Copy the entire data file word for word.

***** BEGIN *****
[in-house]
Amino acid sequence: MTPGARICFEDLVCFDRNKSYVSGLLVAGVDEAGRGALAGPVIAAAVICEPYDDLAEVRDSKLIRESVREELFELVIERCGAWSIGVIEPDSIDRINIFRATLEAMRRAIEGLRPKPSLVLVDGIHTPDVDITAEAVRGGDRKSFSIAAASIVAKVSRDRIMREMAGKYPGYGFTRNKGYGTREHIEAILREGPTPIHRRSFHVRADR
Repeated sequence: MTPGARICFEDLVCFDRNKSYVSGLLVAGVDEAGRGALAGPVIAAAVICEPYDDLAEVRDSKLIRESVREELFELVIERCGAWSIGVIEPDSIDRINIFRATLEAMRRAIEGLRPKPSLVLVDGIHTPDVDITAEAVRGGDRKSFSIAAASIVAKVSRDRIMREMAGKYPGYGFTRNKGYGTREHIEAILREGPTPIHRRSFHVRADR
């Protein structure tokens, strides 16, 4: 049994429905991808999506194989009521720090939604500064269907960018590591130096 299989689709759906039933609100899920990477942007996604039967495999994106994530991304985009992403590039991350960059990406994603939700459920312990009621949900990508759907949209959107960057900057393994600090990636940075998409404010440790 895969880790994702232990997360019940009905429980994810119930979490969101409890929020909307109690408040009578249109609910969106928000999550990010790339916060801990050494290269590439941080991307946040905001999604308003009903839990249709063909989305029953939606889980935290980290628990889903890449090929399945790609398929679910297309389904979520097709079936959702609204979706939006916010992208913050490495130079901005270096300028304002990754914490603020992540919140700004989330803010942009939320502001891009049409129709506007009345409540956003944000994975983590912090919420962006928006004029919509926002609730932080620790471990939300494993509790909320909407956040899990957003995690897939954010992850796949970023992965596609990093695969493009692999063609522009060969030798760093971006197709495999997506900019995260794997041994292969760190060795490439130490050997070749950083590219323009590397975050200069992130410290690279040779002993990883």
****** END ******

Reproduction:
[in-house]
Amino acid sequence: MTPGARICFEDLVCFDRNKSYVSGLLVAGVDEAGRGALAGPVIAAAVICEPYDDLAEVRDSKLIRESVREELFELVIERCGAWSIGVIEPDSIDRINIFRATLEAMRRAIEGLRPKPSLVLVDGIHTPDVDITAEAVRGGDRKSFSIAAASIVAKVSRDRIMREMAGKYPGYGFTRNKGYGTREHIEAILREGPTPIHRRSFHVRADR
Repeated sequence: MTPGARICFEDLVCFDRNKSYVSGLLVAGVDEAGRGALAGPVIAAAVICEPYDDLAEVRDSKLIRESVREELFELVIERCGAWSIGVIEPDSIDRINIFRATLEAMRRAIEGLRPKPSLVLVDGIHTPDVDITAEAVRGGDRKSFSIAAASIVAKVSRDRIMREMAGKYPGYGFTRNKGYGTREHIEAILREGPTPIHRRSFHVRADR
């Protein structure tokens, strides 16, 4: 049994429905991808999506194989009521720090939604500064269907960018590591130096 299989689709759906039933609100899920990477942007996604039967495999994106994530991304985009992403590039991350960059990406994603939700459920312990009621949900990508759907949209959107960057900057393994600090990636940075998409404010440790 895969880790994702232990997360019940009905429980994810119930979490969101409890929020909307109690408040009578249109609910969106928000999550990010790339916060801990050494290269590439941080991307946040905001999604308003009903839990249709063909989305029953939606889980935290980290628990889903890449090929399945790609398929679910297309389904979520097709079936959702609204979706939006916010992208913050490495130079901005270096300028304002990754914490603020992540919140700004989330803010942009939320502001891009049409129709506007009345409540956003944000994975983590912090919420962006928006004029919509926002609730932080620790471990939300494993509790909320909407956040899990957003995690897939954010992850796949970023992965596609990093695969493009692999063609522009060969030798760093971006197709495999997506900019995260794997041994292969760190060795490439130490050997070749950083590219323009590397975050200069992130410290690279040779002993990883």